This article examines how the Philippines challenged China’s expansive maritime claim in the South China Sea during President Aquino’s term and also explores the crucial question of whether the next administration will continue or discontinue the Aquino Administration’s geo-political agenda.
During his six-year term, President Aquino has triggered a “revolution” in Philippine foreign policy as he challenged China’s expansionist moves in the South China Sea. In effect, he has brought back “geo-politics” as a component of the country’s external relations. After the withdrawal of the US forces from the Philippines in late 1992, three former Philippine presidents (Ramos, Estrada, and Arroyo) had steered Philippine foreign policy away from geo-politics/high politics. Intentionally, they avoided the great political games the big powers play and concentrated on development diplomacy and on the protection of the interests and welfare of Overseas Filipino Workers (OFW). President Aquino altered this pattern by confronting the South China Sea dispute head-on.
This article examines how the Philippines challenged China’s expansive maritime claim in the South China Sea during President Aquino’s term. It also explores the crucial question of whether the next administration will continue or discontinue the Aquino Administration’s geo-political agenda of standing up to the China’s challenge in the South China Sea by strengthening its security ties with the US and Japan. President Aquino’s successor – President-elect Rodrigo Duterte – will have to weigh whether or not adopting this foreign policy of challenging China’s expansive maritime claim is worth pursuing given other foreign policy concerns (economic diplomacy and protection of the welfare and interests of OFWs) and the opportunity cost of a strained bilateral relationship with the second largest economy in the world. He will also have to face the geopolitical realities of the South China Sea dispute.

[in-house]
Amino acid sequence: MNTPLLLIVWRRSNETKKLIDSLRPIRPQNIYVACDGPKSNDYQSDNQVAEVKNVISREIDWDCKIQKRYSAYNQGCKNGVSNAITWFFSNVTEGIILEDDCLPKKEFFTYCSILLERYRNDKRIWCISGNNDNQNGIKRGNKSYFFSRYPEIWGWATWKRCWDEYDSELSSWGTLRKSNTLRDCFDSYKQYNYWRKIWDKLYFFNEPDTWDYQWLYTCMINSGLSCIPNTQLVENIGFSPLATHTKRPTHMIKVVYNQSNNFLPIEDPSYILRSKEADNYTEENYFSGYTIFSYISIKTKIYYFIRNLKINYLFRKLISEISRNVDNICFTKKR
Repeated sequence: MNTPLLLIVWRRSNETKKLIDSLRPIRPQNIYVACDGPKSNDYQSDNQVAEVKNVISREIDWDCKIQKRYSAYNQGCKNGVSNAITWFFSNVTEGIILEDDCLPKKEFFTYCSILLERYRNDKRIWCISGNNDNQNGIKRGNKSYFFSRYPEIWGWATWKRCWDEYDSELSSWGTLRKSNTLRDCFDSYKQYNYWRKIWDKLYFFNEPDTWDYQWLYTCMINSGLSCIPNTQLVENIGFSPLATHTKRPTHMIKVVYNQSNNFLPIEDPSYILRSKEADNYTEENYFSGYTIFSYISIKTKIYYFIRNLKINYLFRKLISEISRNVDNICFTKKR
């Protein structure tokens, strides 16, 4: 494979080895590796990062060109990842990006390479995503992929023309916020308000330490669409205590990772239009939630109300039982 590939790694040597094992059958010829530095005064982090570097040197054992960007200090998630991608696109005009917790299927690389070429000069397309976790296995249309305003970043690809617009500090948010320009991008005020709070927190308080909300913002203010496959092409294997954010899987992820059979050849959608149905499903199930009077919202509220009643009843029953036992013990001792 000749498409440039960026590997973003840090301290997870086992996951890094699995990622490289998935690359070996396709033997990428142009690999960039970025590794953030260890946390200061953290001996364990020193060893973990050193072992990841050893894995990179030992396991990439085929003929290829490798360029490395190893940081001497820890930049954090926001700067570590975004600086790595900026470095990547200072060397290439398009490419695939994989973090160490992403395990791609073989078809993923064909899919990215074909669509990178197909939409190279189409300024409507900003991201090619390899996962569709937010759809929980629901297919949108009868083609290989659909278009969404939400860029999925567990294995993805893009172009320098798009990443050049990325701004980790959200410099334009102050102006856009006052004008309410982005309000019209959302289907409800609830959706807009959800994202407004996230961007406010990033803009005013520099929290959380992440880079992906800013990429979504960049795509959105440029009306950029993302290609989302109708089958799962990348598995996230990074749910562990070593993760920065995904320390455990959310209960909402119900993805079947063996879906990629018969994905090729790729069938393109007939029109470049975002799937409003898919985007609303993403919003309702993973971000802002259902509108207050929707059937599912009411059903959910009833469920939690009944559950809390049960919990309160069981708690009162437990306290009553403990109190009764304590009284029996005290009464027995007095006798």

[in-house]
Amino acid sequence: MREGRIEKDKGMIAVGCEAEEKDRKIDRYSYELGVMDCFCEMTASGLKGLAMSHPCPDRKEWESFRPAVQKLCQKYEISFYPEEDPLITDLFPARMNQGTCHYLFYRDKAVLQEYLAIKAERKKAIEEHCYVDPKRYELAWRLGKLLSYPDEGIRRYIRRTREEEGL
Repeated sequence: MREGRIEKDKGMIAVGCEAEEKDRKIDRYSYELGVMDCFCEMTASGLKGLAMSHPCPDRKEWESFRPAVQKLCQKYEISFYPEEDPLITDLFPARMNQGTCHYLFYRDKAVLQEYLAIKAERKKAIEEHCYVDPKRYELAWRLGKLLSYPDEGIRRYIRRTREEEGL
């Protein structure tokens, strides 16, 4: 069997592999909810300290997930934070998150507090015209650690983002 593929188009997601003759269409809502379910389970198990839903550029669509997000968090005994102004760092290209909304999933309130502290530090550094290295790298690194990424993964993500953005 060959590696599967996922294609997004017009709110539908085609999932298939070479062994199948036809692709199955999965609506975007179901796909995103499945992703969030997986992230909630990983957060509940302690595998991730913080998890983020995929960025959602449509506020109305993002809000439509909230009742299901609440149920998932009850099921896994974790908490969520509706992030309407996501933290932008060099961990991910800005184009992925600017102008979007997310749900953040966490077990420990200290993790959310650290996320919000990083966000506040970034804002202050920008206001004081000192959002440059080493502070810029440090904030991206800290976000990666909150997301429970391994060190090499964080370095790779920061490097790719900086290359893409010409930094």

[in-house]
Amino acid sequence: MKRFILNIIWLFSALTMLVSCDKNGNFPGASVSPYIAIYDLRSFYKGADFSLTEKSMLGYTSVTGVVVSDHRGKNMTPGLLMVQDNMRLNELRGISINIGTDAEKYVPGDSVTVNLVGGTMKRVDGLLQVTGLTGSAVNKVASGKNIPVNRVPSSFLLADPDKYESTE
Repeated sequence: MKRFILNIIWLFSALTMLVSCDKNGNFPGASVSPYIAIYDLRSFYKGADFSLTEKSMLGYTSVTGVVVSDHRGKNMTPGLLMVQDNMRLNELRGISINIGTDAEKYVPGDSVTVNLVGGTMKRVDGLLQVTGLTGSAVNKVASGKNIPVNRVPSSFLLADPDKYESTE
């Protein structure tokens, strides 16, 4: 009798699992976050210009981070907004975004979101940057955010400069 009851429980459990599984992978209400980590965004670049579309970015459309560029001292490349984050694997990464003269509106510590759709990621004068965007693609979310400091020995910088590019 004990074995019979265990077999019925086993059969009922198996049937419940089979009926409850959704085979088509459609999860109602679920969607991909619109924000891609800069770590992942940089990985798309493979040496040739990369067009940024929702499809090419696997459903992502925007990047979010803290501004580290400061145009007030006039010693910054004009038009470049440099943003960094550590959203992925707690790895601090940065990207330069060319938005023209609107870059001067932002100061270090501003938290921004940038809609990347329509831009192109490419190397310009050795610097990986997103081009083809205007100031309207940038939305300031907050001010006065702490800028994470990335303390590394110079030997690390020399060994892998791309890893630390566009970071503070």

About the Author
Renato Cruz De Castro is a full professor in the International Studies Department, De La Salle University, Manila, and holds the Charles Lui Chi Keung Professorial Chair in China Studies. He is also a member of the Board of Trustees of the Albert Del Rosario Institute for Strategic and International Studies (ADR Institute) A current consultant in the National Security Council of the Philippines, Professor De Castro’s research interests include Philippine-US security relations, Philippine defence and foreign policies, US defence and foreign policies in East Asia, and the international politics of East Asia.
1. Dan Steinbock, “Could Duterte’s Ascent Mean Cooler Philippine Ties with U.S.” CNN Wire Service (10 May 2016). p.1.
2. David Feith, “The New Political Risk in the South China Sea,” The Wall Street Journal Asia (18 May 2016).p. 1. http://search.proquest.com/docview/1789309151?accountid=28547
3. Reuters, “Philippines’ Duterte Calls for Summit to Solve South China Sea Spat,” Reuters (9 May 2016). p. 1.
4. Neil Jerome Morales, “Duterte Says He Won’t Surrender Rights in the South China Sea,” Reuters (3 June 2016).p.1.
5. Ibid. p. 1.
6. Barry Desker, “President Duterte: A Different Philippine Leader,” RSIS Commentary (14 June 2016).p.2.
7. Alexis Romero, “Duterte to Continue EDCA,” Philippine Star (25 May 2016). p. 2.
8. Joel Dizon, “Duterte: No Problem with EDCA-Sanctioned U.S. Sue of PH Bases,” UPDATE.PH (14 June 2016).p.1.